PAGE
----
Bay Trail

Stretch of Bay Trail Connecting Albany to Richmond Officially Opens To Public

Published On July 20, 2020 | By Bay City News Service | News & Commentary, Planning & Development, Transit

A new stretch of the Bay Trail enabling pedestrians and cyclists to more easily reach Richmond formally opened to the public on Saturday. The $18.9 million East Bay Regional Park District project added a new mile-long segment to the trail behind the Golden Gate Fields racetrack, closing a gap in the trail between Berkeley and Albany.

“This is a legacy of 20 years of partnerships with the community, community leaders and the park district,” said Park District Board Member Elizabeth Echols during a brief opening ceremony on the trail. “The views are stunning,” Echols noted, framed by a backdrop of the bay. Walkers, cyclists, stroller-pushers and all manner of outdoor enthusiasts can see the Bay Bridge, the Golden Gate Bridge and the San Francisco skyline from the new stretch of trail right on the bay.

In his remarks, Park District General Manager Robert Doyle stressed, “To keep the park open, wear a mask and observe six feet of distance,” in concurrence with Centers for Disease Control and Protection guidance.

In line with state guidance prohibiting public gatherings to limit the spread of COVID-19, the opening ceremony was live streamed for the public. Only a few officials and members of the press attended.

The project also redid a small beach at the north end of the new segment in Albany, doubling its size, hauling away rocks and concrete, adding picnic tables and restrooms and creating a wetland area with plants to protect wildlife.


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Shoshana Rosenberg said she was “just overjoyed” at the new segment as she relaxed on a bench overlooking the bay with friend Madeline Chun of Berkeley.

“I used to bike out here” behind the racetrack, Rosenberg, a Richmond resident, said. “It was awful because there was shattered glass. Now, it’s pristine.”

Rosenberg said she liked the demarcations on the path separating cyclists and pedestrians. “There is tension sometimes between walkers and cyclists, and this will help.”

The two friends started at the Albany Bulb near Buchanan Street and walked seven miles on the trail to the Berkeley Marina – a trip that wasn’t possible before the new segment was added.

Bay Trail

The ambitious plan to connect 500 miles of trails along the bay took a leap forward with this connection behind the Golden Gate Fields horse racing track.

The beach and new stretch of trail actually opened several months ago and have been popular ever since. Located at the north end near the Albany Bulb, the beach area has scant parking. More parking is available at the south end of the new segment.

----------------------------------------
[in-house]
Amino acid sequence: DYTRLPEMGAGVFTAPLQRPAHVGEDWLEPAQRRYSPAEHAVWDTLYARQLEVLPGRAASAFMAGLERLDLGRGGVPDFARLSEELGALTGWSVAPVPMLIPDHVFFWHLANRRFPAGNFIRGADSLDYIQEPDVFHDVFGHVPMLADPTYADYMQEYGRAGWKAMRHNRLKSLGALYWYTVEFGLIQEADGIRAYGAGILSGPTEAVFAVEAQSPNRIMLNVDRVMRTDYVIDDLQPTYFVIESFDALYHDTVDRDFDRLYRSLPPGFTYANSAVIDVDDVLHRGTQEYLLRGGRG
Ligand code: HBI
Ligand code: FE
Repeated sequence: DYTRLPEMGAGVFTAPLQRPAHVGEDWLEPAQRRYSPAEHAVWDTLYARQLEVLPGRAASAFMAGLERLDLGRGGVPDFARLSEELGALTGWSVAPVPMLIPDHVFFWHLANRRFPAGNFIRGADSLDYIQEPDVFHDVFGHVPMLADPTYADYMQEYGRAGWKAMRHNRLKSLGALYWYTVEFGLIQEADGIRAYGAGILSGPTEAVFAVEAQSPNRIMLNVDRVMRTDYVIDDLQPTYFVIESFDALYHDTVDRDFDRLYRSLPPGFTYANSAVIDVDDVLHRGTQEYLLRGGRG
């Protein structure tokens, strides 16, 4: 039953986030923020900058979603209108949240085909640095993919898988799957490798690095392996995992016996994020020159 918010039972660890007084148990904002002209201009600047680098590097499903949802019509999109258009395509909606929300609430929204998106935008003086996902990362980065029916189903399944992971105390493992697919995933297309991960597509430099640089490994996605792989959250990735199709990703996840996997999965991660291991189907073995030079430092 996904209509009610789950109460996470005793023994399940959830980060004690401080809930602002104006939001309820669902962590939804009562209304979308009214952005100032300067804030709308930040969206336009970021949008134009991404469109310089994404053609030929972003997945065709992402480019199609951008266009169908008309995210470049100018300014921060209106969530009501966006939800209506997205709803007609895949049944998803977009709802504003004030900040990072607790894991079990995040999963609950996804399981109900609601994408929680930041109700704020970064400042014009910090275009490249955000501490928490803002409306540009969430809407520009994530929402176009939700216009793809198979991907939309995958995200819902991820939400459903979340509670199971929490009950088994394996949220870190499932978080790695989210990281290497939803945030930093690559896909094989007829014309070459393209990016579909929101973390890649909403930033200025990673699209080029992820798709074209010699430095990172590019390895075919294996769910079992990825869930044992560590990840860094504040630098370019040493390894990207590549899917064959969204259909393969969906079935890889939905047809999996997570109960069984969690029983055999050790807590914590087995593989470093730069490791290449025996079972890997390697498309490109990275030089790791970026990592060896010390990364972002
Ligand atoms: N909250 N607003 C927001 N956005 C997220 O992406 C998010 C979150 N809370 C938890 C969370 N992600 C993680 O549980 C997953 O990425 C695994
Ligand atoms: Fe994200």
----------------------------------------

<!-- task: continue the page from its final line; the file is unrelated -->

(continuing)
The Bay Trail connection through Emeryville remains fragmented even after the 2016 completion of The Emeryville Connection segment. Studies to improve bicycle pedestrian thoroughfare around the Powell Street exit and onramp go back to 2005.

Feature Image: Peter Chu via Twitter

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4 Responses to Stretch of Bay Trail Connecting Albany to Richmond Officially Opens To Public

  1. Greg says:

    Love this new trail segment, but it’s a shame they didn’t finish the southern connection to the rest of the trail. Dumps you into a bunch of parking spots or an awkward merge into the roadway, and a pothole-rife parking lot, with zero wayfinding. The parking lot opens right up into Gilman St/offramps, which is kinda terrifying. There’s a sorta protected connection, but it’s always blocked up with cars and it floods real bad in the winter.

    Every bike/ped project is this way – gaps and loose ends that ruin it. They did the same thing with Adeline in Berkeley: nice, protected lanes that just dump you into a the middle of speeding car traffic with no wayfinding at either end. No wonder even the bike cops in Berkeley ride on the sidewalk.

  2. Pete says:

    This stretch is really welcome! And they repaved the paths at the Aquatic Park. Now to deal with the toxic dump that is Shellmound and all the trash collecting around University ave.

  3. Shroeder says:

    The beach and surrounding area has a name, it is Fleming Point

    • Schicklgruber says:

      When they learn John T. Fleming was either a slave owner, a misogynist, a capitalist (GASP!) or on the city council – will the name be changed?

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